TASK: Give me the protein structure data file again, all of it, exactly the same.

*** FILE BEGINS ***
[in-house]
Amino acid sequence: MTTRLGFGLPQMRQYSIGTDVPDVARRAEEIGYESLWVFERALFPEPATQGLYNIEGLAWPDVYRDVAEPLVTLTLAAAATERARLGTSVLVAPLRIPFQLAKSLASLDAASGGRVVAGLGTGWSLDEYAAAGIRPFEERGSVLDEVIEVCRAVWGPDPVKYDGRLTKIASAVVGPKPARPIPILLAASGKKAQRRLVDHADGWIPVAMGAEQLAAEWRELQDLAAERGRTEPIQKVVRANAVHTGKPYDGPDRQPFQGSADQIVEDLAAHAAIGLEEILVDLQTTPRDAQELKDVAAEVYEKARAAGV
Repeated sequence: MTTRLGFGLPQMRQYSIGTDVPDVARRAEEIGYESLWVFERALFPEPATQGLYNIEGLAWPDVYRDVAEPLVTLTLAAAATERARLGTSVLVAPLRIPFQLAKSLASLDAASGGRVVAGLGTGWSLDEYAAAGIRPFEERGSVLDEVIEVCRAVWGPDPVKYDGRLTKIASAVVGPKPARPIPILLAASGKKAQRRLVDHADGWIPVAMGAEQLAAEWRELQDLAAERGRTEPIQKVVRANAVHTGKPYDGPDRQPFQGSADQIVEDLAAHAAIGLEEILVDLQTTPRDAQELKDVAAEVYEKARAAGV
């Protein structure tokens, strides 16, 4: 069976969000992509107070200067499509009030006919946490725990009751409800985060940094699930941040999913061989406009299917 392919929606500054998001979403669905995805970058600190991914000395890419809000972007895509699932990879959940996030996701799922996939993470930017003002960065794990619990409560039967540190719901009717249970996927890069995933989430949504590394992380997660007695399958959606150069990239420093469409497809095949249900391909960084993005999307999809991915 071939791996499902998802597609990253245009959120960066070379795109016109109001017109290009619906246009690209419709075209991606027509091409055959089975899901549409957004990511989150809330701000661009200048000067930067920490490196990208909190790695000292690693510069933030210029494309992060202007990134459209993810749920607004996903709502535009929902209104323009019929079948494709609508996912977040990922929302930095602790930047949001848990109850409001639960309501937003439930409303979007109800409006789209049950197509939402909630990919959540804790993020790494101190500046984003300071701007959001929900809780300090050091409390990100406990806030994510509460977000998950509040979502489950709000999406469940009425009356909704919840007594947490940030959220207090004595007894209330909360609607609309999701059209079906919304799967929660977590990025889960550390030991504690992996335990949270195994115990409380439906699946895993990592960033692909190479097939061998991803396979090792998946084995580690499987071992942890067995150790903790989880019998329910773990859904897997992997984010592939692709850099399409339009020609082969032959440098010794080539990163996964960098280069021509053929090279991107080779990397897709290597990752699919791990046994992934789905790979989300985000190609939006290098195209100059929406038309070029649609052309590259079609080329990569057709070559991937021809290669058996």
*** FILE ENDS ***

[in-house]
Amino acid sequence: MTTRLGFGLPQMRQYSIGTDVPDVARRAEEIGYESLWVFERALFPEPATQGLYNIEGLAWPDVYRDVAEPLVTLTLAAAATERARLGTSVLVAPLRIPFQLAKSLASLDAASGGRVVAGLGTGWSLDEYAAAGIRPFEERGSVLDEVIEVCRAVWGPDPVKYDGRLTKIASAVVGPKPARPIPILLAASGKKAQRRLVDHADGWIPVAMGAEQLAAEWRELQDLAAERGRTEPIQKVVRANAVHTGKPYDGPDRQPFQGSADQIVEDLAAHAAIGLEEILVDLQTTPRDAQELKDVAAEVYEKARAAGV
Repeated sequence: MTTRLGFGLPQMRQYSIGTDVPDVARRAEEIGYESLWVFERALFPEPATQGLYNIEGLAWPDVYRDVAEPLVTLTLAAAATERARLGTSVLVAPLRIPFQLAKSLASLDAASGGRVVAGLGTGWSLDEYAAAGIRPFEERGSVLDEVIEVCRAVWGPDPVKYDGRLTKIASAVVGPKPARPIPILLAASGKKAQRRLVDHADGWIPVAMGAEQLAAEWRELQDLAAERGRTEPIQKVVRANAVHTGKPYDGPDRQPFQGSADQIVEDLAAHAAIGLEEILVDLQTTPRDAQELKDVAAEVYEKARAAGV
């Protein structure tokens, strides 16, 4: 069976969000992509107070200067499509009030006919946490725990009751409800985060940094699930941040999913061989406009299917 392919929606500054998001979403669905995805970058600190991914000395890419809000972007895509699932990879959940996030996701799922996939993470930017003002960065794990619990409560039967540190719901009717249970996927890069995933989430949504590394992380997660007695399958959606150069990239420093469409497809095949249900391909960084993005999307999809991915 071939791996499902998802597609990253245009959120960066070379795109016109109001017109290009619906246009690209419709075209991606027509091409055959089975899901549409957004990511989150809330701000661009200048000067930067920490490196990208909190790695000292690693510069933030210029494309992060202007990134459209993810749920607004996903709502535009929902209104323009019929079948494709609508996912977040990922929302930095602790930047949001848990109850409001639960309501937003439930409303979007109800409006789209049950197509939402909630990919959540804790993020790494101190500046984003300071701007959001929900809780300090050091409390990100406990806030994510509460977000998950509040979502489950709000999406469940009425009356909704919840007594947490940030959220207090004595007894209330909360609607609309999701059209079906919304799967929660977590990025889960550390030991504690992996335990949270195994115990409380439906699946895993990592960033692909190479097939061998991803396979090792998946084995580690499987071992942890067995150790903790989880019998329910773990859904897997992997984010592939692709850099399409339009020609082969032959440098010794080539990163996964960098280069021509053929090279991107080779990397897709290597990752699919791990046994992934789905790979989300985000190609939006290098195209100059929406038309070029649609052309590259079609080329990569057709070559991937021809290669058996």